Deer Dance


Evelina Zuni Lucero

Trini had been told not to come because nothing good ever happened at the bar. Grandma, Old Auntie Lena, all the aunts, and her mother stretched thin lips when the bar's name, the Watering Hole, was mentioned.

Now here she was at the Watering Hole in reckless disregard, dancing with Reynard with his cool, distant air, and the half-moon curve of his smile. Drop-dead handsome, she thought.

With that, she almost stopped in her tracks as she remembered the Deer Man.

Trini smiled when she caught herself looking at Reynard's feet. His gleaming leather boots were as fancy as the rest of him. Cross-stitched thunderbirds stretched their wings across the front yokes of his shirt, a crisp, black and white checkered print neatly tucked into his blue jeans. A large silver buckle sat atop his firm belly, threading a leather tooled belt which blazed REYNARD on the back. Like a buck, he was sleek and full, well muscled, sure-footed, his neck smooth and graceful, his skin an even bronze tone. He possessed an easy smile that flashed like a lightning bolt, illuminating his face and sparking movement behind his photogreys.

Yes, he was good-looking enough to fit the story that Auntie Rosalee liked to spook them with as children:

The tall, handsome stranger strode into a wedding dance, commanding attention with his silent entrance, looking neither to the left or right. No one knew who he was though he looked vaguely familiar, like someone's cousin's cousin. The bride's family thought he must be the guest of the groom's family, and the groom's family assumed he was known by the bride's side. He carried himself with grace and sureness, head erect, meeting all questioning eyes and answering them with careful indifference. Large tu rquoise stones, conspicuously old and heavy, dangled from his earlobes. His long hair was pulled back in an oldtime style. He leaned against the wall, smoking a cigarette, a glint of amusement in his dark, slanted eyes.

All the young, single women and even the restless married ones watched, ready to catch his eye, hoping to be the one he'd ask to dance. After a long time, when the dance was almost over, he asked the prettiest girl to dance. The other women sighed, tossed their heads and pretended they didn't care, but they watched enviously, seeing how he tenderly gazed into the depths of her eyes, and how he smoothly spun her across the room. He was light on his feet and she moved easily with him. Other women crossed their arms and shook their heads in disapproval at her reckless laughter.

The girl forgot who she came with, forgot that her sweetheart might have meant something to her, that he stood in the corner sulking. A woman letting her hair down, she danced on with the stranger, yielding to him. The songs became soft sighs, each dance a yearning. The stranger held her tighter and tighter till her boyfriend rushed forward, his eyes narrow slits. Before he could reach her, as the song was ending, screams and shouts filled the air. The band stopped. The crowd parted. The young girl lay lifeless on the floor.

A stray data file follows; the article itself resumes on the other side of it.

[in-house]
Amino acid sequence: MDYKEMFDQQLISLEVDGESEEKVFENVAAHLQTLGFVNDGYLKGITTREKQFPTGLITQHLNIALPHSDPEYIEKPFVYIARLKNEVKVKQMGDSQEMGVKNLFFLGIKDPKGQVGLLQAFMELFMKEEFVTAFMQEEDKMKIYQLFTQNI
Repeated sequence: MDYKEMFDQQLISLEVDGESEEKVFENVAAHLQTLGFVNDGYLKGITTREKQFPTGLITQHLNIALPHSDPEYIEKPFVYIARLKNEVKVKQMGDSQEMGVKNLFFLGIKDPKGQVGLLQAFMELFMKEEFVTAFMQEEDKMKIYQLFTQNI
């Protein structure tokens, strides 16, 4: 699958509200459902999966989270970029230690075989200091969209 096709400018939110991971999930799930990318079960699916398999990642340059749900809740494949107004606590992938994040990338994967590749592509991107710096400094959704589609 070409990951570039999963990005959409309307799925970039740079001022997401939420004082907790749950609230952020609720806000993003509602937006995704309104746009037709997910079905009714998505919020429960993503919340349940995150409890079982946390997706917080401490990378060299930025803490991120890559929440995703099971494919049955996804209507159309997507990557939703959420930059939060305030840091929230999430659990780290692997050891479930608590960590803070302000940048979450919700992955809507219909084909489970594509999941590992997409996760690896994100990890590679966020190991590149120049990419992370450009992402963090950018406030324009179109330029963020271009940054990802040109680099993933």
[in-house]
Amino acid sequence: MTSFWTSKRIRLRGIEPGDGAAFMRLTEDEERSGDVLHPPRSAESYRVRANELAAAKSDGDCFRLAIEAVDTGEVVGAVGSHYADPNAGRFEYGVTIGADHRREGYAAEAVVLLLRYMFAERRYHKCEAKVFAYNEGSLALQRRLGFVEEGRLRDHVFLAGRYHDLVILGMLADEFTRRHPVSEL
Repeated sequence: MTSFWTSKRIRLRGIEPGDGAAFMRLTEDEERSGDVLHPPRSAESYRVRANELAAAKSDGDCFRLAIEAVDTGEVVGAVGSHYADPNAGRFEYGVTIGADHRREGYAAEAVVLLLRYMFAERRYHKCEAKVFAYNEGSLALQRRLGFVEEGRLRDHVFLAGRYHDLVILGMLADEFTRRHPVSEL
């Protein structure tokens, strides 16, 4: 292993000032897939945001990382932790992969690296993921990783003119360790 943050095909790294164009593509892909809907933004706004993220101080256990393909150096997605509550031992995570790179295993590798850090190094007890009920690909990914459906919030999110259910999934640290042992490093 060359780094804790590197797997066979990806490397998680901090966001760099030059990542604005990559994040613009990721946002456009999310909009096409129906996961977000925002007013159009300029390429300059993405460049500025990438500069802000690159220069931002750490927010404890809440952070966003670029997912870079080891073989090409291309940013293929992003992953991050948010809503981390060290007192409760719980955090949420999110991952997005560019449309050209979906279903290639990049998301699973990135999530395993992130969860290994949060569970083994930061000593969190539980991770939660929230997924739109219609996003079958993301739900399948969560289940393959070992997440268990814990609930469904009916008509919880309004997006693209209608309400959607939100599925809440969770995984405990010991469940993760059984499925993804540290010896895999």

In the confusion of the moment, the stranger almost slipped away, but he was stopped at the door by belligerent, red-eyed young men. Something about his movement as he stepped back from them caused one young man to look down at his feet. The young man paled, his eyes widened, causing others to follow his gaze. Once again, terrified screams broke loose, paralyzing the crowd. In the sudden hush that came upon the room, someone cried out, "Look! Look at his feet! He has the feet of a deer!" The stranger smiled, brazen and fearless. He pushed his way to the door unchallenged and walked out.

Later, his deer tracks were found beneath all the windows of the hall.

Auntie Rosalee heard the story from the Indian matrons at the Indian School who insisted that it was true, that two-legged deer tracks were still to be found in the snow on winter mornings. During the deer hunting season, Rosalee and other women would joke, saying, "Now that the men are gone, let's go on a hunt of our own for a two-legged dear." It took years before Trini caught the pun. She used to wonder why they'd want to look for the Deer Man and risk being danced to death.

Only in a place like this could that happen.

Reynard smiled at her.

She looked away.

From An excerpt from a novel in progress, Fancy Dancer
© 2004 Evelina Zuni Lucero

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